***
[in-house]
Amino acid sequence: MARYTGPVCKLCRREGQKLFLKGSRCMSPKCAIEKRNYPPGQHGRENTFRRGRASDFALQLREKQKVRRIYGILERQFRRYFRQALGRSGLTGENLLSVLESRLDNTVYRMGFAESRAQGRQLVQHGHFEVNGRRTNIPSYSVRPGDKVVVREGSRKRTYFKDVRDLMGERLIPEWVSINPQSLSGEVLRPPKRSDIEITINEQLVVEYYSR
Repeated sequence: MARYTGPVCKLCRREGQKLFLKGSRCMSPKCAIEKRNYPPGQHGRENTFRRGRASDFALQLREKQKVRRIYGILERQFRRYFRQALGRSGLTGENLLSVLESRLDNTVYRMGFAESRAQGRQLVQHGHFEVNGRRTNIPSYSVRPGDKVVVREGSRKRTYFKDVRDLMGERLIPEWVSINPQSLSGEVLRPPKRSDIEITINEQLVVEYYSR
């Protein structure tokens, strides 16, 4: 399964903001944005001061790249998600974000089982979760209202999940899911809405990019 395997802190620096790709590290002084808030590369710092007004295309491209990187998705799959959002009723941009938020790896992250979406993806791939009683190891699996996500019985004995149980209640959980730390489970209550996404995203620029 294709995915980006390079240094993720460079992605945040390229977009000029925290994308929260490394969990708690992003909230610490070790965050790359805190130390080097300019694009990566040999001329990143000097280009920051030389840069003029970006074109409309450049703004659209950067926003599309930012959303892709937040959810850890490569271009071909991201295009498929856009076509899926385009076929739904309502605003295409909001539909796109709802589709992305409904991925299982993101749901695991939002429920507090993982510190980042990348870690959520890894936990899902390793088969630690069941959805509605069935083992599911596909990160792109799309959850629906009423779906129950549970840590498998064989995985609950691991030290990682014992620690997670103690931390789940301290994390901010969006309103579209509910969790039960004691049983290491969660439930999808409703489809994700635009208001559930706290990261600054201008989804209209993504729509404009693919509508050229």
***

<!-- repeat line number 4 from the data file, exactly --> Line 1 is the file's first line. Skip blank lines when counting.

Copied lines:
């Protein structure tokens, strides 16, 4: 399964903001944005001061790249998600974000089982979760209202999940899911809405990019 395997802190620096790709590290002084808030590369710092007004295309491209990187998705799959959002009723941009938020790896992250979406993806791939009683190891699996996500019985004995149980209640959980730390489970209550996404995203620029 294709995915980006390079240094993720460079992605945040390229977009000029925290994308929260490394969990708690992003909230610490070790965050790359805190130390080097300019694009990566040999001329990143000097280009920051030389840069003029970006074109409309450049703004659209950067926003599309930012959303892709937040959810850890490569271009071909991201295009498929856009076509899926385009076929739904309502605003295409909001539909796109709802589709992305409904991925299982993101749901695991939002429920507090993982510190980042990348870690959520890894936990899902390793088969630690069941959805509605069935083992599911596909990160792109799309959850629906009423779906129950549970840590498998064989995985609950691991030290990682014992620690997670103690931390789940301290994390901010969006309103579209509910969790039960004691049983290491969660439930999808409703489809994700635009208001559930706290990261600054201008989804209209993504729509404009693919509508050229």